Excessive salivation by the dog can cause unpleasant expressions on even the greatest canine lover. Clothing and furniture that have been affected put the love for the faithful four-legged friend to the test. Drooling is a natural body reaction that your dog cannot suppress. Various factors influence whether the fur nose drools a lot or a little. Breed profiles will help you make a conscious decision in favor of a heavily or less heavily salivating companion.
The Essentials in Brief
- The larger your dog’s lips, the more saliva it will produce;
- Small breeds of dogs are less likely to salivate excessively;
- Drooling can be a sign of overheating, stress, or illness.
Dogs That Drool a Lot
Large dogs in particular are prone to excessive saliva production. Within a short period of time, large amounts of water will collect in your cheeks. If the four-legged friend does not swallow them, these swell out of the mouth: the dog is drooling. Molossians and setters, for example, drool a lot.
The term Molosser describes massive dog breeds with a mastiff-like, strong physique. They are short or long-haired. The large head and often drooping lips are characteristic. Molossians include St. Bernard, Newfoundland, Cane Corso, and Boxer, among others. Strong dogs are usually particularly sensitive to heat. Breathing speeds up when they get too hot. As a result, they produce more saliva. Part of the saliva evaporates through the tongue and provides the animal with cooling in this way.
The excess fluid runs down the lips over time.
Setters were originally used for hunting. They are tall and have long fur. Your figure is slim, athletic, and elegant. The animals are particularly distinguished by their long, plush ears and slightly hanging lips. The most famous breeds include Irish Setters, English Setters, and Gordon Setters. Setters are very active dogs and require a lot of exercises. The resulting rapid breathing and the large lips encourage the flow of saliva.
Dogs That Drool Little
Small and medium-sized dogs tend not to drool as much as their large relatives. Their lips are naturally much smaller and rarely protrude beyond the lower jaw. Accordingly, they produce less saliva that can run down the cheeks and drip out of the mouth. Herding dogs, poodles, and lapdogs, for example, drool little.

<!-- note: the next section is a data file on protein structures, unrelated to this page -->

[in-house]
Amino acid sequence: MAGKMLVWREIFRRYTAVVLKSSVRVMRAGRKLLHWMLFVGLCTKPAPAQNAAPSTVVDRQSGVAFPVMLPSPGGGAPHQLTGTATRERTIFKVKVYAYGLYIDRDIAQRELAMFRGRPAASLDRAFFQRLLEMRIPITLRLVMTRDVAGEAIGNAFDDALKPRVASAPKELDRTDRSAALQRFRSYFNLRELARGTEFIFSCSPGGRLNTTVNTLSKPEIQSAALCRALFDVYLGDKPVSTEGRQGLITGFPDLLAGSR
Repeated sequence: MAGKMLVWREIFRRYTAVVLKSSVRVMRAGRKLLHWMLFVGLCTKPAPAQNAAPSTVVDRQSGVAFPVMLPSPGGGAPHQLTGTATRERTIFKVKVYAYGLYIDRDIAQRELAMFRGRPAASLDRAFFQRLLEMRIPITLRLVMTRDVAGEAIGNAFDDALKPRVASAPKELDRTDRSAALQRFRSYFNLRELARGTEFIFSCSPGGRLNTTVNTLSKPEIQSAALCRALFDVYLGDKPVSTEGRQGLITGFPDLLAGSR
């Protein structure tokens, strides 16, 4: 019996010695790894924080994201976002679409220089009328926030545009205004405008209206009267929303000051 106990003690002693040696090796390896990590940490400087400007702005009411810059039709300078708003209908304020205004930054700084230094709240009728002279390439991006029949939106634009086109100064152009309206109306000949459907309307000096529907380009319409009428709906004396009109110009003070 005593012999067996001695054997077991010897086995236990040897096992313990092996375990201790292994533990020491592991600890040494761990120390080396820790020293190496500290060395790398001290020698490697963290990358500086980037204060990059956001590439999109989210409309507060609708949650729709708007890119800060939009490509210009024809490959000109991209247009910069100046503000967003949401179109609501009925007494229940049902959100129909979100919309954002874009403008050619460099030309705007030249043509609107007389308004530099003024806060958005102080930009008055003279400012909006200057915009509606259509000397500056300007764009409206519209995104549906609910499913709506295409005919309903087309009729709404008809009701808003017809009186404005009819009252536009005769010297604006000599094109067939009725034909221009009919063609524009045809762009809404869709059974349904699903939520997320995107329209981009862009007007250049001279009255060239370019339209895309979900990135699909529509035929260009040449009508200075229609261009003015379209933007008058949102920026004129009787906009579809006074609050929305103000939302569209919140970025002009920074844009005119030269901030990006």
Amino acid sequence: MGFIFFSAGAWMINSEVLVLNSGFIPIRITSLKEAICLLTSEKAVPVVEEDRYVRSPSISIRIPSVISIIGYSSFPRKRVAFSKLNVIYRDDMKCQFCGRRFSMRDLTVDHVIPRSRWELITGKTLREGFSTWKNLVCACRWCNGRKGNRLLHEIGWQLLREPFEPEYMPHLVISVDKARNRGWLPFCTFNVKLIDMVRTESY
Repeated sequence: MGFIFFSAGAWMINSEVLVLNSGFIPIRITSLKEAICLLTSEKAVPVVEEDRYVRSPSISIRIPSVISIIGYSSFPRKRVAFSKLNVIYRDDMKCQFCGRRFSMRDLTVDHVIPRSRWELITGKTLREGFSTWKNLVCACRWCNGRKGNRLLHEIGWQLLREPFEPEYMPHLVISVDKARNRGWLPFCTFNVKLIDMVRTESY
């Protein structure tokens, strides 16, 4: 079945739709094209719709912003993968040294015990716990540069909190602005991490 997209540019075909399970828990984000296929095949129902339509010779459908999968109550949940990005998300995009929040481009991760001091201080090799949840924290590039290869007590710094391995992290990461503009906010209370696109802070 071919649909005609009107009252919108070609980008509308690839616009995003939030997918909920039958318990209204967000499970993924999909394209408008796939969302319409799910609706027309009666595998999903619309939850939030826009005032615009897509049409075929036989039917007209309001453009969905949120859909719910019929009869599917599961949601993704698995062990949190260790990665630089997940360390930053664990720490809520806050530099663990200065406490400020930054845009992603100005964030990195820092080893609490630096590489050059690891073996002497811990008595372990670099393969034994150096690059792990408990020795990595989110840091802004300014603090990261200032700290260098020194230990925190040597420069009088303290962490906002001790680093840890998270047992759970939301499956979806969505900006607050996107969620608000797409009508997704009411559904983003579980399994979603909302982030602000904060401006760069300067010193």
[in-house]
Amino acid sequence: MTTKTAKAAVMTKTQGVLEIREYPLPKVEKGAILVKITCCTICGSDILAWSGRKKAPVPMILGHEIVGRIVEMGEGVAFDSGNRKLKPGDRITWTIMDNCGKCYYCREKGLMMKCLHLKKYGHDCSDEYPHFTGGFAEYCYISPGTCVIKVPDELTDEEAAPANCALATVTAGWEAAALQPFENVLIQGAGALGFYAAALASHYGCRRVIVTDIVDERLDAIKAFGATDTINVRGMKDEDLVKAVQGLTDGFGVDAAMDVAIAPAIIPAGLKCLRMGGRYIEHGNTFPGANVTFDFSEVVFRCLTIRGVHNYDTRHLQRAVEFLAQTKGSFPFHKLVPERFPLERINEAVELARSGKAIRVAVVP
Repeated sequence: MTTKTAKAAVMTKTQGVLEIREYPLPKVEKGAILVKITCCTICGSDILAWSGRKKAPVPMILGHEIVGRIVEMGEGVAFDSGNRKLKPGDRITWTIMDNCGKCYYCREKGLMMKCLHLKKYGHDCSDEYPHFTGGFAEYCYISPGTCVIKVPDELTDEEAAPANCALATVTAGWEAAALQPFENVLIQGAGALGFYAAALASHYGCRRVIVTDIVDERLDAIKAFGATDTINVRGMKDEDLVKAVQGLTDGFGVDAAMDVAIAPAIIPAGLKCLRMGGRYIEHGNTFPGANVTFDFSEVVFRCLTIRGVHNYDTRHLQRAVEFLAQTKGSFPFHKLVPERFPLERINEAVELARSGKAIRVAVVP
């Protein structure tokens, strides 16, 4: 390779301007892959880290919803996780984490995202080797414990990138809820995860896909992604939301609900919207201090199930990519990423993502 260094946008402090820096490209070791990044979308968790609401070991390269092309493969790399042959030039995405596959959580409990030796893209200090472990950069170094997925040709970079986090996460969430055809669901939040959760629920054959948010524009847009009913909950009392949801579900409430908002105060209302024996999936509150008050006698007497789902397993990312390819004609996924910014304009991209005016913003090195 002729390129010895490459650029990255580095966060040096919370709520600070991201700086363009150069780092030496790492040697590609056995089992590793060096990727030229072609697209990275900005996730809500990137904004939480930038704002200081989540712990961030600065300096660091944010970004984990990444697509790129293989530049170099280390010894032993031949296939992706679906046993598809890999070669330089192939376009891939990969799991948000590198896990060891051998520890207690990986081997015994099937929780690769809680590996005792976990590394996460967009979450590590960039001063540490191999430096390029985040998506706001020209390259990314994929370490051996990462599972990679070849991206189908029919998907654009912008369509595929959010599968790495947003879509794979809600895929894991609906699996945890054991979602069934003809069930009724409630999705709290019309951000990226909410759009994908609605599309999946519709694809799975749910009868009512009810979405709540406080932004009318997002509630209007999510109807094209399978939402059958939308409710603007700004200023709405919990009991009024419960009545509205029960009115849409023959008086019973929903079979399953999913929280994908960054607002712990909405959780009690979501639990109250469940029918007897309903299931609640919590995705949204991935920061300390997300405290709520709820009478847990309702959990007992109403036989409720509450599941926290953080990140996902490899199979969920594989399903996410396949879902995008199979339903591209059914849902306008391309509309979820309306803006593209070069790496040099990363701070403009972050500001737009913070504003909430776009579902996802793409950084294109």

Working dogs such as Border Collie, Australian Shepherd, or Shetland Sheepdog are used as herding dogs for herd animals. They keep the animals together and drive them to pasture or back to the barn. Herding dogs are medium-sized and sturdy. Their lips are not drooping, so they drool very little.
Poodles are bred to be companions and domestic dogs. Despite their slim figure, they are usually not particularly athletic, but extremely capable of learning. There are many different types of poodles, from small to tall. Due to their pointed, long snouts and short lips, the animals have very little potential for drooling.
Most small dog breeds rarely drool.
This does not apply to the Molossian breeds such as the French bulldog or the pug.
On the other hand, Chihuahua, Havanese, Dachshund, or Bichon Frize usually do not produce excessive saliva. However, especially after drinking, even a small dog can leave water and saliva residues on floors, furniture, or clothing.
Low Salivation as a Breeding Trait
When choosing a dog, the potential for drooling is an important factor in the purchase decision for many interested parties. Because of these aesthetic aspects, breeders like to choose dogs for their matings that do not shed and drool. In addition, the puppies receive the predicate “suitable for allergy sufferers”.
After all, most dog allergies are caused by saliva that spreads on pet hair that is flying around.
Still, there is no breed of dog that doesn’t drool. A certain flow of saliva in your four-legged friend is normal and harmless. However, if your dog suddenly starts drooling more and more, take him to the vet if in doubt. In addition to overheating and stress, excessive drooling can indicate an illness.